"He was so different from Coach McGuire," Brown says. "Until you knew Coach Smith well, he could give you a very uncomfortable feeling. Why, he could give you a compliment and still make you wonder. Coach McGuire would get mad and call me a Jew bastard, and it rolled off my back. He called everybody something. But Coach Smith would just say, 'Larry, I think you could have fought over that screen,' and it would hurt me much more. It would go through me like a knife."
As a rookie head coach, Smith was too unyielding and overreacted to players' innocent indiscretions, and at the blackboard Smith was just as rigid, force-feeding his myriad defenses and the incontrovertible math of the shuffle offense. There'd be some mumbling from the back," says Charlie Shaffer, who played on Smith's first three teams. "There'd be some laughing. There were times he had to stop and say, 'Hey, remember, I'm coaching this team.' "
Recruiting, however, was something else. That was not exactly Smith's long "Suit, and his distance and diffidence usually left him at a disadvantage against the hail-fellow raconteurs who plied blue-chip parlors with grace and aplomb and silver tongues.
Now, of course, it's a breeze. Smith comes advertised as an athletic demigod, and prospects genuflect when he deigns to enter their humble abodes. North Carolina doesn't recruit now; uncle taps. Back then it was altogether different. "Now, I know, the kids go for Dean Smith," says Bobby Lewis, who rejected 'Kentucky and other notable powers for Carolina in 1963. "Then, you went to Carolina for itself and what you thought "you could find there." The lovely campus, matching coeds, the McGuire memories—embodied best by Cunningham, personable Billy C, the Brooklyn boy—and Ken Rosemond, Smith's down-home assistant, were all more responsible for attracting what early talent did play for Smith than Smith himself.
Rosemond remembers well his visits to Larry Miller's home on Wood Street in Catasauqua, Pa. Day after day he would spring for a case of Pabst Blue Ribbon and sit with Larry's father, guzzling it down, never letting on that he hated beer, talking about any number of things, especially, whenever he could fit it in casually, about why Larry might choose Carolina over Duke. For his part, Smith was so awkward then, so distant, that even after Lewis and Miller did come to Carolina, even as they were becoming the fabled L & M Boys, when Rosemond left to become head coach at Georgia, both Lewis and Miller independently "made overtures" to Rosemond to transfer with him. It was that close. Even in 1966-67, the season Carolina finally began to prevail, when it was on the way to the Final Four, a friend of Smith's remembers cringing one night as one of the team's top players banged on a motel wall and screamed "I hate you, I hate you" over and over at the top of his lungs. "He wanted Dean to hear. He wanted him to know."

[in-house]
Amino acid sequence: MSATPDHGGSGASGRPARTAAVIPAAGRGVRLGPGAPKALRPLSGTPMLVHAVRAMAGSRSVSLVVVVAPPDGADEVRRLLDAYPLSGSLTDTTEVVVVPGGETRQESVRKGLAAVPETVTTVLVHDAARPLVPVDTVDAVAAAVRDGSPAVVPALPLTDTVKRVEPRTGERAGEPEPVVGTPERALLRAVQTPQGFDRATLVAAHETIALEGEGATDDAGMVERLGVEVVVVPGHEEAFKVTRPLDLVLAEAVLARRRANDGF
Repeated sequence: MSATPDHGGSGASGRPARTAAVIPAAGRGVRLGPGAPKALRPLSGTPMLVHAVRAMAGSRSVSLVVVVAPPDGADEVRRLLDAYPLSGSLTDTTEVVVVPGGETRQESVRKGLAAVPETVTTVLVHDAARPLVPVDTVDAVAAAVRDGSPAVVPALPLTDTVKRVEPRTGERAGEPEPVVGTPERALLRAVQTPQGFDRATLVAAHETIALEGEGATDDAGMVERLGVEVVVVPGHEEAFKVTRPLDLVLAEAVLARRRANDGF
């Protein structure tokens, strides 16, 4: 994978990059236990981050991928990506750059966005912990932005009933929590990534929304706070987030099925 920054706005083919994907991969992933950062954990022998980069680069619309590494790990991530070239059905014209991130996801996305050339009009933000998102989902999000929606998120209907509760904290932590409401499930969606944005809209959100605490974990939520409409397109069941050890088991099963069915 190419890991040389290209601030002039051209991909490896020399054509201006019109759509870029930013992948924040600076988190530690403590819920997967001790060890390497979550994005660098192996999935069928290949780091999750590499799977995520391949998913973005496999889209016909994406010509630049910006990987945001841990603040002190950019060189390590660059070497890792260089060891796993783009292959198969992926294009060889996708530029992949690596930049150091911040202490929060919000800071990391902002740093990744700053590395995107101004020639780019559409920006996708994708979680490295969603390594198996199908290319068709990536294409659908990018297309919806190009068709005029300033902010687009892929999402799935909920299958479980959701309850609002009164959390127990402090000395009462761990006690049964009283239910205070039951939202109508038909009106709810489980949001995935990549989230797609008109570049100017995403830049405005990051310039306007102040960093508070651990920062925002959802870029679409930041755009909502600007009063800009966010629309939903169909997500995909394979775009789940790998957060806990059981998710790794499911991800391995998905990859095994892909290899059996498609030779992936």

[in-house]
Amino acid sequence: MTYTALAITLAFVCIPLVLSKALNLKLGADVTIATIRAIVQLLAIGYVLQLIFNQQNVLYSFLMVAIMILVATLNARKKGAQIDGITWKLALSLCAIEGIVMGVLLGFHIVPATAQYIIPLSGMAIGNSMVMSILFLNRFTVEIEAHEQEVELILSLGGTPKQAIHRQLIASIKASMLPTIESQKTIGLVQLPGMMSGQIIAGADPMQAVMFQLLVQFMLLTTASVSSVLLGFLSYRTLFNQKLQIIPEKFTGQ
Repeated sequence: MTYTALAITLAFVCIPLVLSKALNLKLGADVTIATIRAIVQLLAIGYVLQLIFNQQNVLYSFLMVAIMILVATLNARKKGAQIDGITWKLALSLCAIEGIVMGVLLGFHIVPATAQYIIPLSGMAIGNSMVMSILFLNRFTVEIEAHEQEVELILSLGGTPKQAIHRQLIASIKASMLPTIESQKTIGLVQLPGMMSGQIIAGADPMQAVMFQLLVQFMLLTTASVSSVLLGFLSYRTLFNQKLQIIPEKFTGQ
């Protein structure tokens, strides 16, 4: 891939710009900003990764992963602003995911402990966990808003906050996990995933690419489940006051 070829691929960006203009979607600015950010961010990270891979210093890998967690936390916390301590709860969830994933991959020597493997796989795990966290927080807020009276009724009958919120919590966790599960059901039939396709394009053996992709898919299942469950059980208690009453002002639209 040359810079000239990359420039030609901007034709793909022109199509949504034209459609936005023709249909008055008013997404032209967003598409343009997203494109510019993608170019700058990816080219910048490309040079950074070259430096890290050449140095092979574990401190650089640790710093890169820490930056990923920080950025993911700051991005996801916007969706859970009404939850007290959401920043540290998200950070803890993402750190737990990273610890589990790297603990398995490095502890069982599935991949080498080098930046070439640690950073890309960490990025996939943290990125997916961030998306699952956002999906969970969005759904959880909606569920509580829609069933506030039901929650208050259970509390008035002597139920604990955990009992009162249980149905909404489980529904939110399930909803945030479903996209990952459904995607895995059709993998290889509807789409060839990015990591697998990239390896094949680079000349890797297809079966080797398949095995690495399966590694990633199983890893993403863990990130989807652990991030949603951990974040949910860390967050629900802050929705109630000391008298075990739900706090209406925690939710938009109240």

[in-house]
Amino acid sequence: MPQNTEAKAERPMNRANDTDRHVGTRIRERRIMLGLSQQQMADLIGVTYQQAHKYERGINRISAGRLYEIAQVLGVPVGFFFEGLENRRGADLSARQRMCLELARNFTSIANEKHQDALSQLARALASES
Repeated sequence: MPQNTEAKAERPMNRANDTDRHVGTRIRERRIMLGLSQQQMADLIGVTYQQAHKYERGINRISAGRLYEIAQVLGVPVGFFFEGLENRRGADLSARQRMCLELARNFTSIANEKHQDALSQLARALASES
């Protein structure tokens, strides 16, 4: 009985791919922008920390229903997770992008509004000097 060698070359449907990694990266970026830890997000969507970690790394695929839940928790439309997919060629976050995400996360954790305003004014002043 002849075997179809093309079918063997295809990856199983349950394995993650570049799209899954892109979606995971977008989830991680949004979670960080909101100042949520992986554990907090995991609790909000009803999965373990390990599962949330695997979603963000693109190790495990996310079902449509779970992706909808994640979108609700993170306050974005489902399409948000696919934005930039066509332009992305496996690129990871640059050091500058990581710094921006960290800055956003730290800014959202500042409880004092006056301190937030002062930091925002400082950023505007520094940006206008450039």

Art Heyman, the Duke All-America in Smith's first two seasons, was amazed when, years later, he visited North Carolina and found out how revered Smith had become. "Dean Smith?" Heyman said. "Why, he was the biggest joke around."
The year after Miller enrolled. Smith picked up three very good local players—Rusty Clark, Joe Brown and Bill Bunting. At last, a decade later, Frank McGuire's Carolina legacy was complete: The state had begun to develop its own talent. Now, Smith gets his pick of the litter virtually every year. It's instructive that three other North Carolina colleges—Duke, North Carolina State and North Carolina at Charlotte—have made the Final Four in the last decade, but their coaches soon fled the state, unable to compete with Smith.
Moreover, beginning with the recruitment of Charlie Scott in 1966, Smith was in the Dixie vanguard of bringing in blacks. In the black community the word got around that in 1960, years before Smith could bring blacks to Chapel Hill and use them to his advantage, he had gone out of his way, as we shall see, to do something personally valorous, something dear to black people.
And so, as a consequence of all these factors, the Tar Heels are inexorable. They have made the Final Four seven times since '67. They have had 12 straight 20-win seasons, and 15 of 16. And, most impressive of all, over the last 16 years they have finished no worse than second in the ACC, the nation's most competitive conference. There are just never any off-years. Over this time the two men who have most resembled Smith in the steadiness of their accomplishments are Earl Weaver and Tom Landry, but they did it in the pros, supported by whole computerized organizations. Carolina is still uncle-powered.
Steve Previs, UNC '72, who many think is probably the most intelligent player Smith has ever had and, more important, does the best Dean Smith imitation, perhaps sums up his old coach most precisely: "He's a mathematician, and, in effect, he's simply written a program for winning basketball games." And then Previs smiles and adds, "Or, even better, Coach Smith is a Japanese car."